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Sia 'This is Acting' (Photo: RCA)

2015 is about to dispense the very last of its available thrills, the new year’s eve party, and when that’s done, we have to face the new year with nothing but a thirst for fresh excitement and a slightly throbbing head for company. What we need is fresh music, and we need it now.

So, what shall be the soundtrack to the year ahead? What musical marvels do we have to look forward to in the coming months?

Let’s have a look, shall we?

David Bowie

Blackstar—which in true rock presumptuousness is supposed to be written ★—is due on January 8, and the heartening news for long-time Bowie-philes is that he’s gone wobbly again. Certainly the two songs that have been made public so far—the album’s title track and “Lazarus”—are made of woozy, stretchy stuff. These are songs that play with elements of his various classic sounds of the past, while also brave enough to knock over some of the classic exhibits in the Bowie musical museum.

Major Lazer

2015’s “Lean On” was named by Spotify as its most streamed song of all time, so it’s fair to say expectations have been raised for another album from Switch, Diplo and chums. The follow up to this year’s Peace is the Mission will be called Music is the Weapon and should be released early in 2016. The band’s associate member Walshy Fire told In The Mix: “It’ll have a few more club songs, a few more festival songs, but it’ll be in the same spectrum, just super-well-written songs with really great production that the entire world can understand.”

PJ Harvey

The title for her ninth album is still unknown, as is the release date, but these secrets are comparatively rare for an album that was recorded in a specially built recording exhibition at London’s Somerset House, in front of passing fans. The album was researched in Kosovo, Afghanistan and Washington, D.C., prompting speculation that it will continue the themes of war and community that made her last album—the Mercury Music Prize winning Let England Shake in 2011—such a unique document.


Album titles are often a mixture of cool words that render themselves opaque and vague at the same time, becoming effectively meaningless, but Barbara Barbara, We Face A Shining Future, the name given by the pioneering dance duo to their ninth album, is ripe with hidden meaning. The album is due on March 18, and has been trailed with this audio postcard, offering a few aural glimpses of the dazzling glories to come.


Ever the seasoned traveler, M.I.A. has been gathering footage for forthcoming multimedia project Matahdatah in India and West Africa, for songs that explore “the concept of borders,” as she told Rolling Stone: “The concept for this LP is ‘broader then a border’ and Matahdatah is the journal of Matangi [the Hindu goddess of music and the arts].”

The album will be trailed by a series of videos, each one made in a different country, beginning with “Matahdatah Scroll 01,” which was released in July. “Making songs and videos at the same time out of a suitcase on location is something I did on my album Kala,” she explained, “but it’s video, as well as music, made by me in a very Arular [her first album] way.”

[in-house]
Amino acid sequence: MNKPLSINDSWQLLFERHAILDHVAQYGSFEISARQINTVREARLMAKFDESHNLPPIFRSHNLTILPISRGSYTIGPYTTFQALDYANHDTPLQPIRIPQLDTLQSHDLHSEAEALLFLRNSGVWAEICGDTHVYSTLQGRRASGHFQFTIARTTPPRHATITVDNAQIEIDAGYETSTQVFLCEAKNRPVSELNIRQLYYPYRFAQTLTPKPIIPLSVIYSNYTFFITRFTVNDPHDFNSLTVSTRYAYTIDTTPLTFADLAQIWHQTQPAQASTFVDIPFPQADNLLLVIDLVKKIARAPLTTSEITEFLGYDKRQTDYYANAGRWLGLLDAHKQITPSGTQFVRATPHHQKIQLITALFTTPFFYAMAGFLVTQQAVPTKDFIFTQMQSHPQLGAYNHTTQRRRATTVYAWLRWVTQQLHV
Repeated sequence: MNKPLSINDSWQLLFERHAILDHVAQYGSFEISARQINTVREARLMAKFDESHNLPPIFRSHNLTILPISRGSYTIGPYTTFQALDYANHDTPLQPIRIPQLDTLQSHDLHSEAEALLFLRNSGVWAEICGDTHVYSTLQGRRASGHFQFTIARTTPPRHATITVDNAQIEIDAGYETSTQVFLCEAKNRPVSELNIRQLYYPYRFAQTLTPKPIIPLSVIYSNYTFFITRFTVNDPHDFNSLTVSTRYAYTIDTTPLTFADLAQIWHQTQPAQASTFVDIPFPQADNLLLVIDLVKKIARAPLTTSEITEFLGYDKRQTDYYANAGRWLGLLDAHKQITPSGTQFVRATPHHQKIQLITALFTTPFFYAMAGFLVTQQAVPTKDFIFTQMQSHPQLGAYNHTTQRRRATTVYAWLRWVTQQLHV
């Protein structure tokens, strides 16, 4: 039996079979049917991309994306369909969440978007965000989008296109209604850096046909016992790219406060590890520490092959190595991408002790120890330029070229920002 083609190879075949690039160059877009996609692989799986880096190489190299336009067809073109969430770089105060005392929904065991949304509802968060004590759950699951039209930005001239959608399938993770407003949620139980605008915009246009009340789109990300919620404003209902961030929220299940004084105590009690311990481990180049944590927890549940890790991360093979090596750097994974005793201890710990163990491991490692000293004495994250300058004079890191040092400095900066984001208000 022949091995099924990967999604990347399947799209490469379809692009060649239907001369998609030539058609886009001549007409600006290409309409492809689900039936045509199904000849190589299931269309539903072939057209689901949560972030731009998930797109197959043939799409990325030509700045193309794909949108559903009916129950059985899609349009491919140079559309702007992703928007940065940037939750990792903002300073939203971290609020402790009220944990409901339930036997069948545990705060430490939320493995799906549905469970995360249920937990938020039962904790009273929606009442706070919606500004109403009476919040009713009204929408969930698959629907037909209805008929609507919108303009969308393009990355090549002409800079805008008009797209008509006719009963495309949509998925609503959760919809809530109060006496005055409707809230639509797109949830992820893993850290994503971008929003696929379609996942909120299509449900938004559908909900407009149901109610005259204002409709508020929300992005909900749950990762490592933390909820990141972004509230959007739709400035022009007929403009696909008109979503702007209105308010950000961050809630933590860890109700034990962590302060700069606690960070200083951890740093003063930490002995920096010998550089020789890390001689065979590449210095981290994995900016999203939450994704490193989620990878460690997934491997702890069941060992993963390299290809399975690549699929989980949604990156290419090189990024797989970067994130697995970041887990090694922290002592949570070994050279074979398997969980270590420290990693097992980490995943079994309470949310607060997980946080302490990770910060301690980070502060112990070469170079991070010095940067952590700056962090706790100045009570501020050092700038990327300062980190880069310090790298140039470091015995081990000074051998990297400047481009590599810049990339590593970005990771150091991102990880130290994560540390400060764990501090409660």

The Last Shadow Puppets

By the time the second album by the Last Shadow Puppets is released this spring, it will have been eight years since Alex Turner first took a break from his Arctic Monkeys) day job to write a few orchestral pop songs in the vein of 1960s Scott Walker with his close friend Miles Kane. The pair have been keeping the actual songs under wraps, preferring to put out gnomic teaser trailers like the one above. All we know is the album has been produced by James Ford of Simian Mobile Disco, and like its predecessor, it’ll probably have fancy lyrics.


#ANTi #coverart @roynachum

A photo posted by badgalriri (@badgalriri) on

The biggest album of 2015 (that was never released in 2015), Rihanna’s ANTI must surely be heading shopwards by now. Or soon. Or eventually. The lead single “B***h Better Have My Money” and its accompanying video—which played with the same tropes of gang justice, revenge and horrible violence of a good deal of Hollywood blockbusters but caused far more outrage—has been almost as effective in raising expectations as the sudden three-year gap in Rihanna’s previously prolific release schedule. Oh wait, scratch that; once we’re past midnight it’s four years.


The black-hearted John the Baptists of Britpop release Night Thoughts, their second album since their triumphant return to action, on January 22. As well as scalpel sharp guitar riffs and Brett Anderson’s romanticized anthems to doomed youth, there’s a feature film accompanying the album (available in a special edition of the album), which is directed by the photographer Roger Sargent.


A sincerely fascinating and enigmatic pop star in an era where blank honesty appears to be the norm, Sia deserves all the attention going just for the deliberately childish cover of her seventh studio album This is Acting, which is due for release on January 29. Being a prolific writer, she had this album finished and ready to go as far back as February 2015, and told the NME at the time: “I’m calling it This Is Acting because they are songs I was writing for other people, so I didn’t go in thinking ‘this is something I would say’. It’s more like play-acting. It’s fun.”

The 1975

Honestly, this hasn’t made the list just because of the slightly creepy and verbose title, but the 1975’s next album will be called I Like It When You Sleep For You Are So Beautiful Yet So Unaware Of It and is due sometime in February. You may have already heard the slinky lead single “Love Me,” in which the band channel the spirit of Peter Gabriel, had he ever had INXS for a backing band on one of his more accessible experiments in stadium-filling ’80s funk-pop.

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By Fraser McAlpine